28 March 2019
Commuter activist group #UniteBehind has asked the Western Cape High Court to order the Passenger Rail Association of South Africa (PRASA) to hand over a list of all the security companies it employed in the Western Cape, as well as the contracts with these companies.
Both PRASA and the Minister of Transport have refused requests for the documents to be made available. The coalition first asked PRASA for the information in January 2018 following the killing of a train driver and a security guard on the Central Line servicing Mitchells Plain and Khayelitsha. The line was shut down for days earlier this year because of violence on the trains affecting tens of thousands of commuters.
The respondents in the case are PRASA’s information officer, PRASA itself, and Minister of Transport Blade Nzimande.
#UniteBehind argues that the information it has requested will show that PRASA is using external security services without having valid contracts in place. The organisation suspects that the security personnel providing these services are not registered as security service providers, as is legally required, and do not have the training and licenses to perform the desperately needed security on these trains.
Members of #UniteBehind who use the trains in the Western Cape have regularly reported that the security personnel employed by PRASA in the Western Cape are often nowhere to be seen.
In an affidavit to the court, James Stent, a #UniteBehind member, explains that commuters report that “there is no visible security at most stations. Security personnel do not patrol, are not present on platforms and often stay hidden away in control rooms or cluster in one place, often seated. … Security guards that are visible are insufficiently trained and would not be able to put a stop to violent situations”.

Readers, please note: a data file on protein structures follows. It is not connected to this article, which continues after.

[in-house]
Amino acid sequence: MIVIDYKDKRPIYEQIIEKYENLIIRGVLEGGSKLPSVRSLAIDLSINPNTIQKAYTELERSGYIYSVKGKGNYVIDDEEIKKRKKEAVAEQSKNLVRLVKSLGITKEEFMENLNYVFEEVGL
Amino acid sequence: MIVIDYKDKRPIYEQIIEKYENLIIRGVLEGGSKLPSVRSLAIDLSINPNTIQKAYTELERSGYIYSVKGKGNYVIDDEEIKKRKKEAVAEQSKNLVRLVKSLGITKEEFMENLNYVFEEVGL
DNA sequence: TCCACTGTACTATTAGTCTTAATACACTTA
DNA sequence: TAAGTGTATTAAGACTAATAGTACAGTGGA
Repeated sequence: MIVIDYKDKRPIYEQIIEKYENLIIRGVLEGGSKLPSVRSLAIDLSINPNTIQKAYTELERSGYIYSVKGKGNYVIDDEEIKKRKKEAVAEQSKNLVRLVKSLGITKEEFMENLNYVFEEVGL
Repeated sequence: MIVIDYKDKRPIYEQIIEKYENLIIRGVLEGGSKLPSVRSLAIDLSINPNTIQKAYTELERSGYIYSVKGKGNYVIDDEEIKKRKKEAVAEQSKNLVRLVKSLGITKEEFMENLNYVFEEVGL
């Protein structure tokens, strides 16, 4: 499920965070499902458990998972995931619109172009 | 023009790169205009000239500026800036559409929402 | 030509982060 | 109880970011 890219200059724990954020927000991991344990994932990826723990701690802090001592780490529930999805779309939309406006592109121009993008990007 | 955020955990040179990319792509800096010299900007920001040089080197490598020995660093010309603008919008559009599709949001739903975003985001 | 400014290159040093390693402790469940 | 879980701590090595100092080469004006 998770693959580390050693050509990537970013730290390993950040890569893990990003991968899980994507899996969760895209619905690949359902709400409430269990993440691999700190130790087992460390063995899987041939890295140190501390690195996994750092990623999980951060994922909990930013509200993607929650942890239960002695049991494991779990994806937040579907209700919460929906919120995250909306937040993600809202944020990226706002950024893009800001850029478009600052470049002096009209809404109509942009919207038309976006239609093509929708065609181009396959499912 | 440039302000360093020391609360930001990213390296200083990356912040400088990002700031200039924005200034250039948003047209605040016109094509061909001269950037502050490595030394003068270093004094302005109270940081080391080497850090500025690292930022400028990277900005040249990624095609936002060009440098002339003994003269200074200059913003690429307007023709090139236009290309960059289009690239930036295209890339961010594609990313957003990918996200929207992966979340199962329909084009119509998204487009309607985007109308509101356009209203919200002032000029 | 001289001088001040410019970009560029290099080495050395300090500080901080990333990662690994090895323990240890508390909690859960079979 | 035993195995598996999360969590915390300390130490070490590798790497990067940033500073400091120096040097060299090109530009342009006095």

A leaked PRASA internal memo published by GroundUp in 2017 indicated that PRASA was aware of the poor state of security on the trains even then. The memo stated that the non-performance by PRASA’s security contractors led to over R100 million in damages having been incurred in one year in the area of the Central Line known as the Bonteheuwel Split. Officials from PRASA have publicly admitted that PRASA’s security contracts have been irregular since at least 2004.
#UniteBehind has good reason to believe that corruption within PRASA is behind the decline in security on Metrorail. The Public Protector’s investigation into PRASA of 2015 uncovered serious maladministration, corruption and intimidation at the agency under the leadership of former CEO Lucky Montana. (Montana has denied the allegations.)
The forensic investigations subsequently commissioned by the National Treasury and concluded in July 2017 were never made public. However, extracts from the reports leaked by whistleblowers at PRASA showed that the investigation had concluded “that there are endemic procurement irregularities in the appointment of contractors, perennial non-compliance with contractual obligations […] and a failure to protect PRASA’s infrastructure and its employees, and to secure the general safety of commuters”, according to Stent’s affidavit.
Many of these reports have been published by GroundUp since 2017 in what is known as PRASALeaks.
PRASA initially refused #UniteBehind’s request for the documents without giving reasons. But after Nzimande was appointed Minister of Transport and a new interim board was appointed in April last year, #UniteBehind renewed its efforts to get the information and submitted a formal application to PRASA in terms of the Promotion of Access to Information Act. When no documents were forthcoming, #UniteBehind lodged an internal appeal with the Minister of Transport. Nzimande never responded to the appeal.
The Minister has indicated that he will oppose #UniteBehind’s application.